Spain’s Health Ministry has again changed its strategy for administering the AstraZeneca vaccine, announcing late Wednesday that it will only give the jab to people older than 60 following rare cases of blood clots in younger people who received the vaccine.
But Spain has only approved the coronavirus vaccine for people younger than 65 years old and essential workers.
That means the vaccine is now limited to people between the ages of 60 and 65, but Health Minister Carolina Darias said Spain’s Public Health Commission will decide Thursday whether to give the jabs to people older than 65.
Spain’s medical agency has previously said there was a lack of data to support AstraZeneca’s efficacy in the elderly population.
What will happen with people younger than 60 years old who are waiting for their second dose of AstraZeneca is “still to be determined," Darias said.
Earlier in the day, the European Medicines Agency (EMA) announced that researchers discovered a “possible link” between the AstraZeneca jabs and rare blood clots.
EMA officials said that although most of the blood clots studied occurred in women aged 60 or younger, they could not conclude that any particular group was at higher risk for the rare side effect because younger people had received more doses. They also insisted that the risks outweighed the benefits.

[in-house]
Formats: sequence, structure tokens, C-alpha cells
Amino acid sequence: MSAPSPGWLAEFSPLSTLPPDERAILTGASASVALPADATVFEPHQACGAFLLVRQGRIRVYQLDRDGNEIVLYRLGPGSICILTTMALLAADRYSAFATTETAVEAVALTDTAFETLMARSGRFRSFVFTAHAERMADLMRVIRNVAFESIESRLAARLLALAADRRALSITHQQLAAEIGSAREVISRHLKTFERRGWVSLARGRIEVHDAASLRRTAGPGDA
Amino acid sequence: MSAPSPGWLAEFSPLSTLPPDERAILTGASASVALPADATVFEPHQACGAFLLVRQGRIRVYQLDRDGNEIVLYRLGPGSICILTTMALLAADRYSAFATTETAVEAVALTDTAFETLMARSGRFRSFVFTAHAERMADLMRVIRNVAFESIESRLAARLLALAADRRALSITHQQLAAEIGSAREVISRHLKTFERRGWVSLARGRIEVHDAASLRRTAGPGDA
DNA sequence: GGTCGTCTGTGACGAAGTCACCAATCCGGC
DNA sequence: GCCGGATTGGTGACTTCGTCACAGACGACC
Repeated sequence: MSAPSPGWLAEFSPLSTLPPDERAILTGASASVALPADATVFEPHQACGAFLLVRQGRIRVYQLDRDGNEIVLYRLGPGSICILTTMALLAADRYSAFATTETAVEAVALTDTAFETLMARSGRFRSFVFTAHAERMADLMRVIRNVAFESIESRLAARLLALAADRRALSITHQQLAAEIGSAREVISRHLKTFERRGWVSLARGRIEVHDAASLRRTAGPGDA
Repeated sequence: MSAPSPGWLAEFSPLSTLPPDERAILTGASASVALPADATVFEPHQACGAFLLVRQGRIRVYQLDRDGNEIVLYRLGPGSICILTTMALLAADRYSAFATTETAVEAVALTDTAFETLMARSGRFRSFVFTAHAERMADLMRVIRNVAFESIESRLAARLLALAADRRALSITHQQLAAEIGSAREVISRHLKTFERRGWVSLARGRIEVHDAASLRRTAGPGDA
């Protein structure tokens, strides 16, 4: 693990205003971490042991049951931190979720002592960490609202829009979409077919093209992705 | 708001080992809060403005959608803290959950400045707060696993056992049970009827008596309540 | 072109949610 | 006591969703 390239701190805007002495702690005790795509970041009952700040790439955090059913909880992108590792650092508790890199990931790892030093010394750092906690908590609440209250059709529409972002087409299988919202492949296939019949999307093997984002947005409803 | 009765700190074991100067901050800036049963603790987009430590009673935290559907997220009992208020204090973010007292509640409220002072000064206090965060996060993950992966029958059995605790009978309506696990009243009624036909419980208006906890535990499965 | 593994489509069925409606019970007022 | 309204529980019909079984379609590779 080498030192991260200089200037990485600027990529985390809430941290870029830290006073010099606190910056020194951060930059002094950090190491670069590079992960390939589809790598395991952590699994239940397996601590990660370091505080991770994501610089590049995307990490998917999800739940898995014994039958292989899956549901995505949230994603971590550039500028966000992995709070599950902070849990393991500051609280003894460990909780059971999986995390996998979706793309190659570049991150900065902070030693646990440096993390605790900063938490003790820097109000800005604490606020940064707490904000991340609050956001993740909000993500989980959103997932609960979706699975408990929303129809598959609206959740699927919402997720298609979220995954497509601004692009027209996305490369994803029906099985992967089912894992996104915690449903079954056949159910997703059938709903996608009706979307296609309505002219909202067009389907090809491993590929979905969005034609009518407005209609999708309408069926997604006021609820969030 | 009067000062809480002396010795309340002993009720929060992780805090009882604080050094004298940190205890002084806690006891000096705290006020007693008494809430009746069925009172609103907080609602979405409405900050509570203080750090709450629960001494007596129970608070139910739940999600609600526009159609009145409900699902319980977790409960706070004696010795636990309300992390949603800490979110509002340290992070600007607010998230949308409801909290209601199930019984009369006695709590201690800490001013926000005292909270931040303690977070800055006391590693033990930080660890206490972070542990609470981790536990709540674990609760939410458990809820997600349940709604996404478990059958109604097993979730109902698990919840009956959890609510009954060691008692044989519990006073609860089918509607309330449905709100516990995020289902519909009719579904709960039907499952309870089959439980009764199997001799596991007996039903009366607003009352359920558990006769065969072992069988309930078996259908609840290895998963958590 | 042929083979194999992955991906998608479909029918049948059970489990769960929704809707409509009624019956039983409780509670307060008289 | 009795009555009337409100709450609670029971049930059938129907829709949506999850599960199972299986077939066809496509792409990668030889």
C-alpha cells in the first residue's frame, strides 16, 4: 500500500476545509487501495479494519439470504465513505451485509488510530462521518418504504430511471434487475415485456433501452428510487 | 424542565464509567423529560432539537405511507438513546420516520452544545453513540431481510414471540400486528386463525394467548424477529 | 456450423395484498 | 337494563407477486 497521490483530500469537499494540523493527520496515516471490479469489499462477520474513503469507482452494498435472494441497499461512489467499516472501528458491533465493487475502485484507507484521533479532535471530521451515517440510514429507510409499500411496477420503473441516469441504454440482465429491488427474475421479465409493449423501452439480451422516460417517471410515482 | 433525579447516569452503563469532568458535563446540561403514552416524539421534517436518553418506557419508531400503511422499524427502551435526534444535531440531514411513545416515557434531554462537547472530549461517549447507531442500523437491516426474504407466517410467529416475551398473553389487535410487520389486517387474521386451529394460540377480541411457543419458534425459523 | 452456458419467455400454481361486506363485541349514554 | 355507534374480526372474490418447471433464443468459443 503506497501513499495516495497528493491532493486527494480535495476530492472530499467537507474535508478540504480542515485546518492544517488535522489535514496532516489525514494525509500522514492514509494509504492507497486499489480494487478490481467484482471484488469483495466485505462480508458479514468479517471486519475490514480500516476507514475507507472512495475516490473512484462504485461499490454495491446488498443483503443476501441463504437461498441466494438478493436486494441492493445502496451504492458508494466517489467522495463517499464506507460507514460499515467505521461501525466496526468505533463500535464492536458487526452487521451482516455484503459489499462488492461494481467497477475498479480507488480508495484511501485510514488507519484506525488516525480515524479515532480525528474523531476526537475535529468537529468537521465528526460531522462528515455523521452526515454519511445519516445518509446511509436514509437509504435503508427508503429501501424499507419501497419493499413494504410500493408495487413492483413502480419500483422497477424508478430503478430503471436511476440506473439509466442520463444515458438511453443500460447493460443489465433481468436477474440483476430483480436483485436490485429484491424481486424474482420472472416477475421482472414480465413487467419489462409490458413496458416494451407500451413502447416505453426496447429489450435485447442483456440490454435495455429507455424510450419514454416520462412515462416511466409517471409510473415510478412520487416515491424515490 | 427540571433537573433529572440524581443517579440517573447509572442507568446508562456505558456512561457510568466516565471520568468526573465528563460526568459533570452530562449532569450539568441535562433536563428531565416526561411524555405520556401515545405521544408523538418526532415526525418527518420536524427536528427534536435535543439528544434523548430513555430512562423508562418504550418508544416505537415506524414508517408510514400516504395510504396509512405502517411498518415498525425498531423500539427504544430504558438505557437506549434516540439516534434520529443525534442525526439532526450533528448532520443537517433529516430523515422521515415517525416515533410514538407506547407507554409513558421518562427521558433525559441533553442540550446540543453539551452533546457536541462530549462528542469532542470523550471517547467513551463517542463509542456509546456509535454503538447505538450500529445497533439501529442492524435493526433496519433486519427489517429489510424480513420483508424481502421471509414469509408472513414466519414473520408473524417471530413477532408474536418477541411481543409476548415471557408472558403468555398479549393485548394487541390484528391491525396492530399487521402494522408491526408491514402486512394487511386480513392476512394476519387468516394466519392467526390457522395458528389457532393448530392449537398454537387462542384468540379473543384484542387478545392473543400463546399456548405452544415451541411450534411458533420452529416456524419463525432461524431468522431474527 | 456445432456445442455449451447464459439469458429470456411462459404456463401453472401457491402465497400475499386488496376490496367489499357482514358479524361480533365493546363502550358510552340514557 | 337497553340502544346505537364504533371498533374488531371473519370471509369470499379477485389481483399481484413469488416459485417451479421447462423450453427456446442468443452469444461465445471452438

UK health officials, on the other hand, recommended against giving the vaccine to people younger than 30.
Spain decided to stop giving it to people under 60 “out of precaution,” said Darias.
The health minister also announced that the country would loosen a controversial law that makes masks mandatory in all public outdoor spaces, including forests or beaches.
Spain reported 8,788 new coronavirus infections Wednesday, up slightly from the same day last week. The positivity rate of tests and occupation of intensive care units also crept up.
The country has administered 9.3 million vaccine jabs, enough to give 13.5% of the Spanish population at least partial immunity.